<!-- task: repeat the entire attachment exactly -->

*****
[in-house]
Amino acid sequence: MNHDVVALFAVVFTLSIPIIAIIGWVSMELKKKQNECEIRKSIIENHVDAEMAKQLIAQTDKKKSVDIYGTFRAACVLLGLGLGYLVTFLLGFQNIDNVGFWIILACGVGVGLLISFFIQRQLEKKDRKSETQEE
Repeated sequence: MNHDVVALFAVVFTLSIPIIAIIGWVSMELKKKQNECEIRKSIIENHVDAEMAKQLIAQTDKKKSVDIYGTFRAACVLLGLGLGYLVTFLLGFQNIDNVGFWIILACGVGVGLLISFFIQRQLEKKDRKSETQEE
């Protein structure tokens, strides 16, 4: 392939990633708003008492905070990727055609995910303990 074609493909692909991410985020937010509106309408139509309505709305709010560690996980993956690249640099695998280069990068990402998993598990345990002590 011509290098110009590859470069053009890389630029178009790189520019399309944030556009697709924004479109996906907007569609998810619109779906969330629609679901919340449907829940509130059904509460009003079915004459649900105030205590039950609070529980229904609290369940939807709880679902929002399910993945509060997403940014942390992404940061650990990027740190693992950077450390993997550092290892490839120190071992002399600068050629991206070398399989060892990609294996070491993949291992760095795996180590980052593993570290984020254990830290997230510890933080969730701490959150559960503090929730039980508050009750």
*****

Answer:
[in-house]
Amino acid sequence: MNHDVVALFAVVFTLSIPIIAIIGWVSMELKKKQNECEIRKSIIENHVDAEMAKQLIAQTDKKKSVDIYGTFRAACVLLGLGLGYLVTFLLGFQNIDNVGFWIILACGVGVGLLISFFIQRQLEKKDRKSETQEE
Repeated sequence: MNHDVVALFAVVFTLSIPIIAIIGWVSMELKKKQNECEIRKSIIENHVDAEMAKQLIAQTDKKKSVDIYGTFRAACVLLGLGLGYLVTFLLGFQNIDNVGFWIILACGVGVGLLISFFIQRQLEKKDRKSETQEE
């Protein structure tokens, strides 16, 4: 392939990633708003008492905070990727055609995910303990 074609493909692909991410985020937010509106309408139509309505709305709010560690996980993956690249640099695998280069990068990402998993598990345990002590 011509290098110009590859470069053009890389630029178009790189520019399309944030556009697709924004479109996906907007569609998810619109779906969330629609679901919340449907829940509130059904509460009003079915004459649900105030205590039950609070529980229904609290369940939807709880679902929002399910993945509060997403940014942390992404940061650990990027740190693992950077450390993997550092290892490839120190071992002399600068050629991206070398399989060892990609294996070491993949291992760095795996180590980052593993570290984020254990830290997230510890933080969730701490959150559960503090929730039980508050009750």